Research in Environmental Humanities

What is it?

Environmental Humanities at UNSW Sydney is a recognized leader in interdisciplinary research that addresses contemporary environmental challenges in ways that are historically, philosophically and culturally informed. Our research provides unique insights into the ways that environmental issues are tied up with social and cultural practices and fundamental questions of politics, knowledge, meaning, value and ethics.

We are deeply committed to advancing issues of contemporary social relevance such as international environmental justice, biodiversity loss, community engagement, climate change, and environmental change. Our shared belief is that the humanities are crucial to understanding and navigating the most serious environmental issues of our times.

As leading thinkers in the environmental space we lead award-winning grants, publish widely acclaimed critical monographs and articles, and open up scholarly and political conversations about environmental issues.

Research focus

Within our research we develop a critical ‘politics of nature’ that explores the ‘enactment’ of the natural world, both discursively and materially. Our scholarship focuses particularly on the alteration of historical and cultural understandings of nature, and the direct modification of the natural world’s intimate materiality: from the alteration of genetic sequences to the damming of rivers and wholesale transformation of ecosystems.

More broadly, our research contributes to an experimental re-thinking of the humanities and begins from the proposition that ‘thinking through environment’ necessitates creative and innovative approaches to traditional humanities questions: what it means to be human, what it means to be just and what constitutes a good and flourishing life. Thinking through contemporary ecological crises helps us to develop new methods and approaches to the humanities themselves.

Staff strengths and accomplishments

Stephen Healy, Matthew Kearnes, Eben Kirksey, Vanessa Lemm, Judy Motion, Stephen Muecke, Paul Munro, Nicolas Rasmussen, Deborah Bird Rose, and Thom van Dooren

Our group launched the first journal dedicated to this emerging field: Environmental Humanities . Environmental Humanities work is also advanced through our work as co-conveners of the Australian Environmental Humanities Hub, a central site for research news and events. We hold a significant number of ARC, Australian government and internationally funded research grants that investigate such diverse issues as environmental and technological change, participatory politics, the philosophical and ethical dimensions of species extinctions, wildlife management and multispecies ethnography. We have extensive collaborations with researchers in both the natural and physical sciences in addition to civil society and policy-making institutions.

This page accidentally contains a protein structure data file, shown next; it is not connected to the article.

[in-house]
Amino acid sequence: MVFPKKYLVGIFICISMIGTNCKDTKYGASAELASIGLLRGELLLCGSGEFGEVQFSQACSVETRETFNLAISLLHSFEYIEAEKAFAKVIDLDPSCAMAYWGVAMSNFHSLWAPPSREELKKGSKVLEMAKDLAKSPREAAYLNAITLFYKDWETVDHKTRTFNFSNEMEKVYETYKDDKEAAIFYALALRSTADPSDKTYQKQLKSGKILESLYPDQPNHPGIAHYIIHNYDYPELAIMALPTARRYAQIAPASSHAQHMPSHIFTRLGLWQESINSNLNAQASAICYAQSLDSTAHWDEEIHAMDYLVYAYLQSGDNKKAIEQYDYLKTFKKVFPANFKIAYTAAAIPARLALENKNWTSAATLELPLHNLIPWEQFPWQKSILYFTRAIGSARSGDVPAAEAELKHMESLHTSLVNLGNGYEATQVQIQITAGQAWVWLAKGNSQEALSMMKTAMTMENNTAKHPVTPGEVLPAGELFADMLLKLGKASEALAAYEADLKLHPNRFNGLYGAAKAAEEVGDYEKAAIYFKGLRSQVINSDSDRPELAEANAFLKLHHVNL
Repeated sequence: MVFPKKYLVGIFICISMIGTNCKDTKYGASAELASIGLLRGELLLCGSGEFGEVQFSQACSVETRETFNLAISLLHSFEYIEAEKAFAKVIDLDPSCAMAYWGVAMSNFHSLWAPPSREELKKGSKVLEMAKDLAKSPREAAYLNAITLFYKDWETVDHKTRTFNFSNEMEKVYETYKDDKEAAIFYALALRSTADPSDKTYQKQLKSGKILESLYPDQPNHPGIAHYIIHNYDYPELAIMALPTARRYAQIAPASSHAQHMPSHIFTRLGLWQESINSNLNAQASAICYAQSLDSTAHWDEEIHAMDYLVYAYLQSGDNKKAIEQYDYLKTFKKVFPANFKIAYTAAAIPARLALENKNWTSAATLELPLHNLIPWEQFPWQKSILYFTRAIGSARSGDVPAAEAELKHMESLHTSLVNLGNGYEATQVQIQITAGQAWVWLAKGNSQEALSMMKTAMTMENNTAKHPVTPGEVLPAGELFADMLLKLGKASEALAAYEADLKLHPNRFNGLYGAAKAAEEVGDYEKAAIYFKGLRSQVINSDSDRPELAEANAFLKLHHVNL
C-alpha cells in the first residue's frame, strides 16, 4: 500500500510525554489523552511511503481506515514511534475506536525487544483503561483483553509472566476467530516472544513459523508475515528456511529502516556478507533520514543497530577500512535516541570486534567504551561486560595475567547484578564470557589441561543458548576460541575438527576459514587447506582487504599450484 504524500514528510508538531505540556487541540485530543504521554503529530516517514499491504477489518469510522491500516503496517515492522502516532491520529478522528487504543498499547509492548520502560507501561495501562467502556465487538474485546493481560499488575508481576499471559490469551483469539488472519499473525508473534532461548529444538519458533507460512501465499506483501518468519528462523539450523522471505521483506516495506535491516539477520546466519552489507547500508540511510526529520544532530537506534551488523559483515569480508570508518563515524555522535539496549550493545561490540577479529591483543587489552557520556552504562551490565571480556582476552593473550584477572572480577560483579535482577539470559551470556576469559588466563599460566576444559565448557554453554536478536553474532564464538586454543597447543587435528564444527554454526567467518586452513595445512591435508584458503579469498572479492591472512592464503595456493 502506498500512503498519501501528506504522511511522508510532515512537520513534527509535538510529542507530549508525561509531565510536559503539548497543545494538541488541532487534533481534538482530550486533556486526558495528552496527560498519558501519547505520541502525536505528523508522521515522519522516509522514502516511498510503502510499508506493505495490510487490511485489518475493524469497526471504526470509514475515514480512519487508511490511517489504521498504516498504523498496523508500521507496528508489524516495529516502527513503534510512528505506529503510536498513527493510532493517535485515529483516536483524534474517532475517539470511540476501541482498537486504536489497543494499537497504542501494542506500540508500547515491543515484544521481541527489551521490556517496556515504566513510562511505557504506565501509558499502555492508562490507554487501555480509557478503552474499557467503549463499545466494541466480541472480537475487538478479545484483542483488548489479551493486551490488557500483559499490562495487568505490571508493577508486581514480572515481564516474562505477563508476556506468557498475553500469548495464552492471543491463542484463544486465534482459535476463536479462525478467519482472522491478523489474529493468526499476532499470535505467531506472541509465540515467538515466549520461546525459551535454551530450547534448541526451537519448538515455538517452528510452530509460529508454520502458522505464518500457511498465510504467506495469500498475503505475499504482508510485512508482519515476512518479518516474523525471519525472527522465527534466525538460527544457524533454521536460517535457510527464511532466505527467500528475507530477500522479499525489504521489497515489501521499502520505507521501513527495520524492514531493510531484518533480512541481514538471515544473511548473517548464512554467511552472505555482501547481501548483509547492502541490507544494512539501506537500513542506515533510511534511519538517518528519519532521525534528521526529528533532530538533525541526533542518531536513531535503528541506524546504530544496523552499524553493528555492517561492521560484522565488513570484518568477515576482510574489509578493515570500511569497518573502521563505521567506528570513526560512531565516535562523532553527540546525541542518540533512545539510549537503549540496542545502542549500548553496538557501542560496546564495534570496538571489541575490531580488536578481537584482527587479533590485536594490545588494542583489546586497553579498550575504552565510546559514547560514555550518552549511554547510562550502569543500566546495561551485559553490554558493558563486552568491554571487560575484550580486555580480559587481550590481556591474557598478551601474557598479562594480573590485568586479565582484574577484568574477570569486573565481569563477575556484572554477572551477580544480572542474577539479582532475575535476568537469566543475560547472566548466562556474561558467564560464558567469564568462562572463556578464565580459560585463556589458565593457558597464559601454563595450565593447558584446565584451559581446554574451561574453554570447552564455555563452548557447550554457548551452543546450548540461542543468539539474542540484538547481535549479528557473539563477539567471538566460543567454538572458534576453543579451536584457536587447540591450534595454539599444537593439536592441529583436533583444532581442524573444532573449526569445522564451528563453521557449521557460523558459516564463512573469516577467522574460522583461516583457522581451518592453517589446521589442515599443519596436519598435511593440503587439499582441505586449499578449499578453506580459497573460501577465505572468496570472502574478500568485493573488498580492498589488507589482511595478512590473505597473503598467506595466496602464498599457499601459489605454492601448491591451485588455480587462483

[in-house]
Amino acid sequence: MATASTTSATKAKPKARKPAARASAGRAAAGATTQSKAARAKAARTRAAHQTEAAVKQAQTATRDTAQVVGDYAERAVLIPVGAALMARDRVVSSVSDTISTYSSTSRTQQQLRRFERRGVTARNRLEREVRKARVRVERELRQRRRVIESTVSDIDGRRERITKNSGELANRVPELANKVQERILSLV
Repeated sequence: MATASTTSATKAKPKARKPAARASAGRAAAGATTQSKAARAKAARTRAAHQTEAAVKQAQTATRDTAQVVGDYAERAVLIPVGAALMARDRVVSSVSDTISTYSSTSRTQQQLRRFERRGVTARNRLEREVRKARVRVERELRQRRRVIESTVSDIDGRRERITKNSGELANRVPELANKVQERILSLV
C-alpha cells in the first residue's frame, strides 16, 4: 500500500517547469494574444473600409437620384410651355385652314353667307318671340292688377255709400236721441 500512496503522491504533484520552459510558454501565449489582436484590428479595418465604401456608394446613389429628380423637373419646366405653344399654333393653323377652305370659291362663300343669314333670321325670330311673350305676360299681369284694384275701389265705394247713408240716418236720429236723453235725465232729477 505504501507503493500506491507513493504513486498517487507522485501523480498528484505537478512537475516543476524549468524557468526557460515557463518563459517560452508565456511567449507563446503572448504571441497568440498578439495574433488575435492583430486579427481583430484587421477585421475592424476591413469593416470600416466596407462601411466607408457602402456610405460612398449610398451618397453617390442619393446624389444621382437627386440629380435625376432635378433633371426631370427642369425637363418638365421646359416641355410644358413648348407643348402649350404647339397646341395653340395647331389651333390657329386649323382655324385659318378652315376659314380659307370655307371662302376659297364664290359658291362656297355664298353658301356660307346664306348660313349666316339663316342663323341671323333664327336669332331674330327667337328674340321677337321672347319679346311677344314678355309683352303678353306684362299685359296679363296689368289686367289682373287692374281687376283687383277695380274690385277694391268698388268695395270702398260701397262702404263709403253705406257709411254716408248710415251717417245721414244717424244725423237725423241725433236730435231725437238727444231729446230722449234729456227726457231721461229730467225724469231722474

Our key research strengths:

Environment, technology and the politics of knowledge

Focuses on issues concerned with contemporary techno-scientific culture, exploring historically situated modes of generating authoritative environmental knowledge and expertise and the ‘politics of knowledge’ across a range of environmental issues. Research is also focused on issues concerned with the interplay between technology, environment, risk and cultural innovation and has developed a number of unique interventions into contemporary environmental concerns.

Multispecies studies and politics of life

Focuses on the diverse ways in which living bodies – from cells and their DNA to individual organisms, species and whole ecosystems – are constituted through their entanglements in systems of meaning, exchange and profit making. This research contributes to ongoing research efforts in areas such as post-humanism, biopolitics and animal studies. We have a particular strength in multispecies studies that draw ethnographic research into conversation with biology, philosophy and art to explore the ways in which different communities understand and live with diverse plants and animals. Much of this work focuses on disappearing species and damaged ecologies, exploring how and why they come to matter.

Social change, participatory politics and community engagement

A critical orientation to social change and the democratic role of civil society in environmental controversies informs our research. Specific empirical projects examine issues relating to climate science, extinction, water scarcity, landscape and memory and the cultural and political practices that surround the innovation of new technologies. These research programs reshape international research agendas in environmental history, sustainability and politics while also developing innovative methods for public and community engagement.

Rethinking the humanities through the environment

As a group, we focus on the conceptual and methodological questions raised for the humanities when taking the more-than-human world seriously, particularly given the current ecological crisis. Research in this area is contributing to ongoing work on narrative, performance, ethics and responsibility and multispecies ethnography building on a creative tension between traditional humanities scholarship and a range of contemporary environmental concerns.